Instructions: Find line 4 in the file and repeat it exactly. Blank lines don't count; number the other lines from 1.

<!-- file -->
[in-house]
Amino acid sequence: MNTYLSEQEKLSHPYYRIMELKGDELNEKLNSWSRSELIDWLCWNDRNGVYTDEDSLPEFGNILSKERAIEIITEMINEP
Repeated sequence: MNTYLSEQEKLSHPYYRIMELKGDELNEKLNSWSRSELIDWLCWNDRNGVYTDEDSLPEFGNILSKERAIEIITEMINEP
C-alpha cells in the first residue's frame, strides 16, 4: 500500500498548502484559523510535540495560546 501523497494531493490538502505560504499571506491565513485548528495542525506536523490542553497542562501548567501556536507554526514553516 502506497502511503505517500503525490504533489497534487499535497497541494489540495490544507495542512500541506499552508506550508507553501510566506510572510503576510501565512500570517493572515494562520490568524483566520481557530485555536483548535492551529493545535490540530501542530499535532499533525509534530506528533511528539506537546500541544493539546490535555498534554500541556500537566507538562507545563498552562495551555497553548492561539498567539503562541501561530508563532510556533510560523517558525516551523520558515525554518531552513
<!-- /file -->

C-alpha cells in the first residue's frame, strides 16, 4: 500500500498548502484559523510535540495560546 501523497494531493490538502505560504499571506491565513485548528495542525506536523490542553497542562501548567501556536507554526514553516 502506497502511503505517500503525490504533489497534487499535497497541494489540495490544507495542512500541506499552508506550508507553501510566506510572510503576510501565512500570517493572515494562520490568524483566520481557530485555536483548535492551529493545535490540530501542530499535532499533525509534530506528533511528539506537546500541544493539546490535555498534554500541556500537566507538562507545563498552562495551555497553548492561539498567539503562541501561530508563532510556533510560523517558525516551523520558515525554518531552513